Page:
Silence Like Diamonds – Episode 9: Hacking an Escape
This is Episode 9 of a Light Reading original science fiction story. Need to catch up? Start here:
Or find all of the episodes here:
The robot, like a mutilated daddy long legs with a buzzsaw and a claw, advanced at a slow, comfortable amble, lifting its back leg, swinging it around front and repeating the process, its metal feet click-ticking across the floor. Behind me Markus grunted in pain, trying to force off the tightening smart bonds.
The robot loomed above me. A screen on its spherical body became blue, then white, then displayed:
The claw gripped the strap holding my calves to the cot and lifted it. The whirling blade parted it.
Stay still. say nothing.
The robot cut the other straps holding me.
roll on your stomach. lie flat on your face.
Gently but efficiently, the robot cut me free.
stretch quietly. You will need to move soon.
I stretched; everything felt wrong and painful.
By the time the robot had cut Markus free, I was sitting up. Markus rolled onto all fours on his cot and began stretching arms, legs and spine, like a cat doing speed-yoga.
The robot stepped to the one door, which had no visible handle or button, and turned to show us its screen.
nod to acknowledge. do not speak.
It waited. I realized, and nodded; Markus did too.
This unit will self-destruct to open this door. It waited till we nodded.
Run through the opening and down the corridor. Nod.
the fourth door on your right will open. Nod.
Run through that door and up the stopped escalator in front of you. you will find you are in a closed metro station. Jump the barriers and run to street level.
Take this device — a piece of black plastic the size and shape of a credit card dropped from it. insert it in the nearest ATM.
Markus bent to pick it up, nodding emphatically.
Atm will eject it. Find another ATM. Repeat until one of them keeps the card. After that you are on your own. Remember the blue cross. Good luck, You Illiterate Peasant.
My breath caught; that was Yazzy's childhood big-sister nickname for me, the one that had always triggered a fight, sentencing to our separate rooms and sneaking over to see each other.
Stand back. Cover your face and eyes. Be ready.
I backed against the wall. The circular saw slashed the door from floor to lintel, then across about a meter up. The robot backed its sphere-body against the intersection of slashes. I tucked my face into my folded arms.
The robot exploded. Loose junk, some burning, sprayed over Markus and me and spattered nastily against the wall. When I looked up, the door lay in pieces down the corridor.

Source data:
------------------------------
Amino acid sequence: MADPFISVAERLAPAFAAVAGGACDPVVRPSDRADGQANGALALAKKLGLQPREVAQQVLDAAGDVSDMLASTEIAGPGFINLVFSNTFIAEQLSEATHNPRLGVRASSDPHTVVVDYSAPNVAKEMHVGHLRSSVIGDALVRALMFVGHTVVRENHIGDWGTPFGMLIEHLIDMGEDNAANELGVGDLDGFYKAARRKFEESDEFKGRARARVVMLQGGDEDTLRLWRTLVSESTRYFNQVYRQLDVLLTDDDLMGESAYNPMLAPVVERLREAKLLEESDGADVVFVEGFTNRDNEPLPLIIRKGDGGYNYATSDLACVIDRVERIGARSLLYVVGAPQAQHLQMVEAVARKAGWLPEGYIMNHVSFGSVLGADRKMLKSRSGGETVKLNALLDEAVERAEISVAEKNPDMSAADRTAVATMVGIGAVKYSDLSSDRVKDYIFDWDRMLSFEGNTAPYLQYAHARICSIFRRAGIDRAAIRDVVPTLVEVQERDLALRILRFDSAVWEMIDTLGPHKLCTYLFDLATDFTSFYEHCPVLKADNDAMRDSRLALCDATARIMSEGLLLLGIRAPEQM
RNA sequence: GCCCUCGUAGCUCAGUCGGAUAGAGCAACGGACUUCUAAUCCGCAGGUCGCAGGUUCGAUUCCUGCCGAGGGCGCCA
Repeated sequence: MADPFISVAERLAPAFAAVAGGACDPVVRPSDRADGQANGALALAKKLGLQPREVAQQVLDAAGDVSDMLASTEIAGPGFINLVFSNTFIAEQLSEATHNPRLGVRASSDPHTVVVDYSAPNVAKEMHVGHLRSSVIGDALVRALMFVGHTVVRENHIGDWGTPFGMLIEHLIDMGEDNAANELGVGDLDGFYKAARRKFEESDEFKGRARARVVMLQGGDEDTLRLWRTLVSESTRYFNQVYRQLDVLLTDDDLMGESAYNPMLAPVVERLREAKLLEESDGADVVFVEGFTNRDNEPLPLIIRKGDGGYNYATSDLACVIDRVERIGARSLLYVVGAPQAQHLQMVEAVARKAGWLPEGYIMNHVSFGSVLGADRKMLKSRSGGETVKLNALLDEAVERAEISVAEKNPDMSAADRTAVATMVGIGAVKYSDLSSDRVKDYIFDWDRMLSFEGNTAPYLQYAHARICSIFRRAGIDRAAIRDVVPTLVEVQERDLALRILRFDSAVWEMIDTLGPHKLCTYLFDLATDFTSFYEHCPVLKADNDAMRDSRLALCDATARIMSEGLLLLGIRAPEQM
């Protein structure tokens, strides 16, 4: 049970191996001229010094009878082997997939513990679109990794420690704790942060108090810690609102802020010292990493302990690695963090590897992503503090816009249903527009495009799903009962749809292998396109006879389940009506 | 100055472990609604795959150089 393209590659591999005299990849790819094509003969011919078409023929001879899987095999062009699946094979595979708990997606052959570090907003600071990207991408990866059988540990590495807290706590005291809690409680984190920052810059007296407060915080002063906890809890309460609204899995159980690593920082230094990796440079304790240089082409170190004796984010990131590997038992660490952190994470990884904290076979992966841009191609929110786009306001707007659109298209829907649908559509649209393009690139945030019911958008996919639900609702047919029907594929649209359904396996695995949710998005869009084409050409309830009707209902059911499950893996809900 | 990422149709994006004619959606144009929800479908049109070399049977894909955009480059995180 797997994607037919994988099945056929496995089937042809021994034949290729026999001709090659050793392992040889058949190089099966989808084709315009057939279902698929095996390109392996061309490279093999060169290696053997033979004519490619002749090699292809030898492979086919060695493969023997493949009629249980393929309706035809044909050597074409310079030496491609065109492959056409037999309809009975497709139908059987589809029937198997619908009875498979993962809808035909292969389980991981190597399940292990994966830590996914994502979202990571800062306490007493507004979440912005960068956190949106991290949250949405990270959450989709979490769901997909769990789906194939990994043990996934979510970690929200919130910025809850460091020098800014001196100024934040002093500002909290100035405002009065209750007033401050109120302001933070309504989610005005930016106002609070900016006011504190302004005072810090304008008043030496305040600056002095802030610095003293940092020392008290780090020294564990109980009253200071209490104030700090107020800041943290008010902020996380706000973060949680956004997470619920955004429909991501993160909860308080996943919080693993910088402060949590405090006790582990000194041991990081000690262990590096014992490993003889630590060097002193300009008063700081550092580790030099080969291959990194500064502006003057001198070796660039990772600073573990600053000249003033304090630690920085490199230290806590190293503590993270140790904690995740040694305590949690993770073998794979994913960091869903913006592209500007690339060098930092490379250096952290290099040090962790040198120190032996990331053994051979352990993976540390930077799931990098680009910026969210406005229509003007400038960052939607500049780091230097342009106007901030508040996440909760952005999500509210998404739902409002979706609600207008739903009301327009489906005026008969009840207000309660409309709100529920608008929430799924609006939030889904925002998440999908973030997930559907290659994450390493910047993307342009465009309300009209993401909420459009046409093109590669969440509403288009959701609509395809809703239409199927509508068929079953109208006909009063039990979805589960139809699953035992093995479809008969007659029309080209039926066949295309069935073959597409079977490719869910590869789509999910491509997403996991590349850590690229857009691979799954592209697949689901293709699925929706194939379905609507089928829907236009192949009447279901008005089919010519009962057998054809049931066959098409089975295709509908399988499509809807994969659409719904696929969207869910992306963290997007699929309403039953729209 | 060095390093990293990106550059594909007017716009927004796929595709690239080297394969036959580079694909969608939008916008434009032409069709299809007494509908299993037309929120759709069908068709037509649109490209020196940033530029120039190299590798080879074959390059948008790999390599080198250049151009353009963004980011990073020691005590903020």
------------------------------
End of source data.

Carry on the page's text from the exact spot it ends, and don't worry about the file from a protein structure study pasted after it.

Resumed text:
Jumping the broken pieces of door, we ran down the hall. At that fourth door on the right, as we turned, other doors behind us opened, slammed closed, opened again. Something was fighting for control of internal systems.
Next Page: On the Run
The escalator was where it was supposed to be, pitch dark with a too-bright glare of sunlight at the top. I sprinted up it, Markus just behind, into the Metro station.
The signs were in Italian; early afternoon sun poured through glass doors marked uscita chiuso.
The door's emergency release set off the alarm, but the door didn't budge. Markus slammed it with his shoulder, bounced back, set himself and gave it a whole body thrust kick straight into the dead bolt. The two doors flew apart and one fell from its hinges. "Great form," I said.
"Practice pays." We stepped carefully over the door.
Directly in front of us was a Bancomat. Markus ran to it, slapped the card in, let it come back out an instant later; by then I had spotted a little tourist store that had an ATM just inside the arched doorway.
As he took the card back, Markus said, "That car recharging station, they take ATM cards, that means it has a reader—" and we were off across six lanes of Italian traffic. I was grateful that half the cars were self-drivers trying to avoid us, which somewhat balanced the furious human half, which seemed to have more mixed feelings.
I don't know how, but we made it across alive. As Markus ran the card, I saw four cops heading our way with that grim, purposive walk that means they'll expect an explanation.
"The Blue Cross," I said.
"What? What did that even mean? Something about insurance? It just ate the card and it says to stay here—"
"It would. The message means 'attract attention and make people remember you.' Follow me."
I walked right back out into traffic, Markus at my heels. He always said later he was just afraid I'd be killed, he'd survive and he'd have to explain. The cops pursued, stopping and snarling traffic. I jumped onto a car hood. In Czech, I shouted that I wanted a bowl of ravioli and I wanted it right now. I jumped down and walked into the thick of the jammed cars, gesticulating wildly. In my very rusty Mandarin I added that if everyone just kept eating breakfast, no one would get pregnant. Marcus caught up with me and I turned back to the gathering crowd on the sidewalk to announce in English that if they made us late for our wedding, we would never eat their lilac bushes again.
As we reached the opposite sidewalk, a caricature artist, the type that every tourist town has a thousand of, was staring at us open-mouthed.
"Do you do nudes?" I asked.
"Uh, uh, uh—" he said.
"Good!" I yanked down his pants.
A heavy cop hand fell on my shoulder. As I raised my hands, I saw a man recording the scene on his tablet. Waving frantically, I shouted, "Hi, Mom! Hi, Sis! Hi, Santa!"
Beside me, holding hands with her husband, beaming like she was proud of me, my sister said, "Santa?"
— John Barnes is the author of 31 commercially published and two self-published novels, along with hundreds of magazine articles, short stories, blog posts and encyclopedia articles, so he likes to describe himself as an extensively published obscure writer.